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This article is from the Dictionary of North Carolina Biography, 6 volumes, edited by William S. Powell. Copyright ©1979-1996 by the University of North Carolina Press. Used by permission of the publisher. For personal use and not for further distribution. Please submit permission requests for other use directly to the publisher.

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Peele, William Walter

by Grady L. E. Carroll, 1994

26 Nov. 1881–1 July 1959Image of William Walter Peele, from Edenton Street in Methodism, 1811-1961, sesquicentennial, Edenton Street Methodist Church: a memorial book, [p.13], published 1961 by Raleigh, N.C.: Sesquicentennial Committee.

William Walter Peele, Methodist clergyman and educator, was born at Gibson, the son of Andrew and Nora Jane Gibson Peele. He received a bachelor of arts degree at Trinity College (now Duke University) in 1903 and was elected to Phi Beta Kappa.

In 1906 Peele was ordained to the ministry of the Methodist Episcopal Church, South. From 1903 to 1906 he served as professor of mathematics and from 1906 to 1909 as president of Rutherford College (established in 1853 in Burke County as Rutherford Academy; later the academy and Weaver College merged with Brevard College). After leaving Rutherford he was headmaster of Trinity Park School, the preparatory school of Trinity College, and professor of biblical literature at Trinity. He returned to the pastorate and from 1918 to 1923 served as pastor of Edenton Street Methodist Church in Raleigh and Trinity Methodist Church in Durham. In 1928 Peele transferred to the Western North Carolina Annual Conference and became pastor of the First Methodist Church in Charlotte, serving until 1937. He was the presiding elder of the Greensboro District from 1937 to 1938. 

In 1938 he was elected bishop at the last General Conference of the Methodist Episcopal Church, South, which united with the Methodist Episcopal church and the Methodist Protestant church to form the Methodist church at the United Conference in Kansas City, Mo. (26 Apr.–10 May 1939). He was assigned to the Richmond Area, which included Virginia and North Carolina (fifty-six eastern counties), then elected president of the Council of Bishops. Peele was the only pastor of Edenton Street Church to be elected to the episcopacy since the church was founded in 1811. Peele served the church as vice-president of the foreign division of the Board of Missions; chairman of the Commission on Army and Navy Chaplains, Commission on Camp Activities, and Methodist Commission on Overseas Relief; and president of the North Carolina Council of Churches. He received honorary degrees from Duke University and Randolph-Macon College.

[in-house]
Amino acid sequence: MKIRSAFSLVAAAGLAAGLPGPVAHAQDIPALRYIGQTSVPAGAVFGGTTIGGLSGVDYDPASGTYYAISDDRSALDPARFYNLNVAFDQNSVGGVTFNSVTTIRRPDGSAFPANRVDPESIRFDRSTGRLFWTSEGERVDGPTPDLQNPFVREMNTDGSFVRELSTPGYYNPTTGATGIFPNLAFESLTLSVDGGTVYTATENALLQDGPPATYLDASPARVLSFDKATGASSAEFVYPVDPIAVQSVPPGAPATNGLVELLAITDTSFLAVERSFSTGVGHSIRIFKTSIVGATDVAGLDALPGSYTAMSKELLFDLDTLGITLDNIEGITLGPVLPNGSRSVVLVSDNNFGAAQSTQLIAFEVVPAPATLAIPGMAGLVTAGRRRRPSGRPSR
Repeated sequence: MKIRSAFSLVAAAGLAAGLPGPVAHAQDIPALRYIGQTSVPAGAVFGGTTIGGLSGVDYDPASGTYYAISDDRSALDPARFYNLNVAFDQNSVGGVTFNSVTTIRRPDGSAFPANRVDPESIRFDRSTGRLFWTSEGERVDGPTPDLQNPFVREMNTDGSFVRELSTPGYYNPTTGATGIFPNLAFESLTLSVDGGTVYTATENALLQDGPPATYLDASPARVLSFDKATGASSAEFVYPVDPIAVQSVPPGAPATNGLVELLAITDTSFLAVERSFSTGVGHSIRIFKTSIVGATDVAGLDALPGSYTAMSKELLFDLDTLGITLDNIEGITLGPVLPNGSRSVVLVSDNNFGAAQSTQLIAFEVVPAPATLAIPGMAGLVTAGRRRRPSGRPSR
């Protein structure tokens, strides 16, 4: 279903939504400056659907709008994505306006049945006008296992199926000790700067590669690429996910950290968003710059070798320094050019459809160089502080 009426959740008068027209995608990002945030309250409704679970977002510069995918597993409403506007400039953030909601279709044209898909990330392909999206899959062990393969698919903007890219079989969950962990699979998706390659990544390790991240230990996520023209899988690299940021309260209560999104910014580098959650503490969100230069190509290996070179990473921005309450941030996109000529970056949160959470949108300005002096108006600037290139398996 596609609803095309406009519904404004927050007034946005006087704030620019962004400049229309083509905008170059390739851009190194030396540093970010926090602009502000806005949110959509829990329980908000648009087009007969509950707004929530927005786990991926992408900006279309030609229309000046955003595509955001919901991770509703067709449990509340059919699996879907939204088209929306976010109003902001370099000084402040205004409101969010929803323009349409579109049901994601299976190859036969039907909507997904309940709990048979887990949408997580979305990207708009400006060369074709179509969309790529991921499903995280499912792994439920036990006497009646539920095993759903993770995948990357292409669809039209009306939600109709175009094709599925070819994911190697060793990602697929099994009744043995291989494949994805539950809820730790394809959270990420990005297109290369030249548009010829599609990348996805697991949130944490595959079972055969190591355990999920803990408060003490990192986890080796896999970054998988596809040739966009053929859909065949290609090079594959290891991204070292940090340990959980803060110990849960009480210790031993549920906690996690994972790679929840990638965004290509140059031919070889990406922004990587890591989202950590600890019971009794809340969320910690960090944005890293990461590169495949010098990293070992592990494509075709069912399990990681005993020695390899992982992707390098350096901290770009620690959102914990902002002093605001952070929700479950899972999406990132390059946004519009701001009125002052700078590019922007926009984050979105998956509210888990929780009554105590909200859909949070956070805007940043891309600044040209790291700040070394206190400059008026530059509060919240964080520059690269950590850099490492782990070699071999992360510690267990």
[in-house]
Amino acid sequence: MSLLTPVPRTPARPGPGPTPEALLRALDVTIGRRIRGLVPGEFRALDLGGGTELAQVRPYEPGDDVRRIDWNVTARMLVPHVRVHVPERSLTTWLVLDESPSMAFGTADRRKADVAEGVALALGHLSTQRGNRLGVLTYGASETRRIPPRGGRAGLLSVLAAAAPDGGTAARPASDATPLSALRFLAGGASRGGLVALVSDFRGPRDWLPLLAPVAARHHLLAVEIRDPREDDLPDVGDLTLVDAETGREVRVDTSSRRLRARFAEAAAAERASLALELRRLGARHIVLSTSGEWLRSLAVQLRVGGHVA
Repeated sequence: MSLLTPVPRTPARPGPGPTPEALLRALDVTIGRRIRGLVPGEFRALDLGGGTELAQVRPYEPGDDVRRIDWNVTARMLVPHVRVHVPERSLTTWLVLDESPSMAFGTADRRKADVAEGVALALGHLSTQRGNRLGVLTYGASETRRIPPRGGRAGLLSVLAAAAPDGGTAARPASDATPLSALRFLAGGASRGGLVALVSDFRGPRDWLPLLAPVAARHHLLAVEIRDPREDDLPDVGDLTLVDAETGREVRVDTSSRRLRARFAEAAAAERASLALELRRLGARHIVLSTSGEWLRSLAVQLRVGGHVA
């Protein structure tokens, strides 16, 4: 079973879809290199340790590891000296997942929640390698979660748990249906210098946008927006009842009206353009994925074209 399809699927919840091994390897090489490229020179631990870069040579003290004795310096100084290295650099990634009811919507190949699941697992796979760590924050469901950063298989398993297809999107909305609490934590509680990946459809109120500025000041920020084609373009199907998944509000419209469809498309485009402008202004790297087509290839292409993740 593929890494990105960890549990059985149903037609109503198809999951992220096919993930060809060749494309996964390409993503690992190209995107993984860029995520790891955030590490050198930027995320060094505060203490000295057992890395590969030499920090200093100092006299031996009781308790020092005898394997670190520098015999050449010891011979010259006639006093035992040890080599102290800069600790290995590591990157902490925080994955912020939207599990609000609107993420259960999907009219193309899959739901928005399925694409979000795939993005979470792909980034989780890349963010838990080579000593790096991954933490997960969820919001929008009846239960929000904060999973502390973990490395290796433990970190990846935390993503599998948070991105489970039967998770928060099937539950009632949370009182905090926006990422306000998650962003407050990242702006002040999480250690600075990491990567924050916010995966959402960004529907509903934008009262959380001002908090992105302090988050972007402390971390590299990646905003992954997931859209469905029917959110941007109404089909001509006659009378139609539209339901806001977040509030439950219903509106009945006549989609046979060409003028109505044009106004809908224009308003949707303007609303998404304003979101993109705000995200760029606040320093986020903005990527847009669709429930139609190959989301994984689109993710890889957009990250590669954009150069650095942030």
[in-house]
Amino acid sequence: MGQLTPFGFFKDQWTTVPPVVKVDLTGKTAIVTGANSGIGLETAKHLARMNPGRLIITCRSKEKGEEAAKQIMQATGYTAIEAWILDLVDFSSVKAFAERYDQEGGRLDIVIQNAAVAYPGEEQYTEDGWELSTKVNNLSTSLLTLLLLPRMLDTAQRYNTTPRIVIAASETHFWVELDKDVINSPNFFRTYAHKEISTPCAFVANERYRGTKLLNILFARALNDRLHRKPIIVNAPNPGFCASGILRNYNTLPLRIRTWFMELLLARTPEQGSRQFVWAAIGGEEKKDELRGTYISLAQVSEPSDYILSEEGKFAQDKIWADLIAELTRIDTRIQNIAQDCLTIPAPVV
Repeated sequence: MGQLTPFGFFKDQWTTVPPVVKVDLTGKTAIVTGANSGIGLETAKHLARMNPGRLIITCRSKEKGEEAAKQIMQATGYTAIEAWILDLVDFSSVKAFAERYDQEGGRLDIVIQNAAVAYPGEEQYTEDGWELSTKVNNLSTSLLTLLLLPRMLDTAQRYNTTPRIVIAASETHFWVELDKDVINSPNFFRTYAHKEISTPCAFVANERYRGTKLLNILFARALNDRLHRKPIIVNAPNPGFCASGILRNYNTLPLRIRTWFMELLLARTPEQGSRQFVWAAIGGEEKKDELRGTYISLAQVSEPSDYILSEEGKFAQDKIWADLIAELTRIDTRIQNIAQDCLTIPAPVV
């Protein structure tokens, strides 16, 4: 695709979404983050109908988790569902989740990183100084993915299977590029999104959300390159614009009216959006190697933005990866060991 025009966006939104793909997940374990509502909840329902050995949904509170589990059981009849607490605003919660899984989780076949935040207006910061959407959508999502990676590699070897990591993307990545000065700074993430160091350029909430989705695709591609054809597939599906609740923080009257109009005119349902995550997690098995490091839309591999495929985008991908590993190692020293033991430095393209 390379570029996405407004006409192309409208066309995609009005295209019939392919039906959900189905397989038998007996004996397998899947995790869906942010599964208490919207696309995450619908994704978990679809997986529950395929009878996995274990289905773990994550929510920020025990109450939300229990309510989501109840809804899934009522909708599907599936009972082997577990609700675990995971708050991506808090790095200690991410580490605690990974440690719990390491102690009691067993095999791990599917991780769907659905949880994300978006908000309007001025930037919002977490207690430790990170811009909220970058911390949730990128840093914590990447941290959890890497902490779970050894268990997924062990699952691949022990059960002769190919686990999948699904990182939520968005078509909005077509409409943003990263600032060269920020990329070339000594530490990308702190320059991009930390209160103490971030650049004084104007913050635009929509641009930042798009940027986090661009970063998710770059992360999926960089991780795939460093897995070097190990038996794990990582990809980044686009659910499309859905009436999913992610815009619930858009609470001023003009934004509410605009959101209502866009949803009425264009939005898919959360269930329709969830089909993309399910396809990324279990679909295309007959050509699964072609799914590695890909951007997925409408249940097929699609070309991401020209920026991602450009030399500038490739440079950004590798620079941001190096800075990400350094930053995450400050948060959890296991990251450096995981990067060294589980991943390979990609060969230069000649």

Peele married Elizabeth Lytch of Laurinburg in 1911, but they had no children. At his retirement in 1952 he was succeeded in the Richmond Area by Bishop Paul Neff Garber (1899–1972), onetime professor of church history at Duke University. He died at Laurinburg and was buried in a family cemetery near the Peele home.


E. S. Bucke, The History of American Methodism, vol. 3 (1964).

Elmer T. Clark, Methodism in Western North Carolina (1966).

Edenton Street in Methodism, 1811–1961 (1961).

Journal of the North Carolina Conference (1960).

North Carolina Christian Advocate, 16 July 1959.

William S. Powell, Higher Education in North Carolina (1964).

Additional Resources:

Methodist Church (U.S.). General Conference. Journal of the 1960 Genereal Confeerence of the Methodist Church. Nashville, Tenn.: Methodist Pub. House. 1960. (accessed September 15, 2014).

Rutherford College. Rutherford College Catalog. Rutherford College (N.C.): Rutherford College. 1905-1906. (accessed September 15, 2014).

Rutherford College. Rutherford College Catalog. Rutherford College (N.C.): Rutherford College. 1908-1909. (accessed September 15, 2014).

Image Credits:

Edenton Street United Methodist Church (Raleigh, N.C.). Edenton Street in Methodism: 1811-1961, sesquicentennial, Edenton Street Methodist Church: a memorial book. 1961. (accessed September 15, 2014).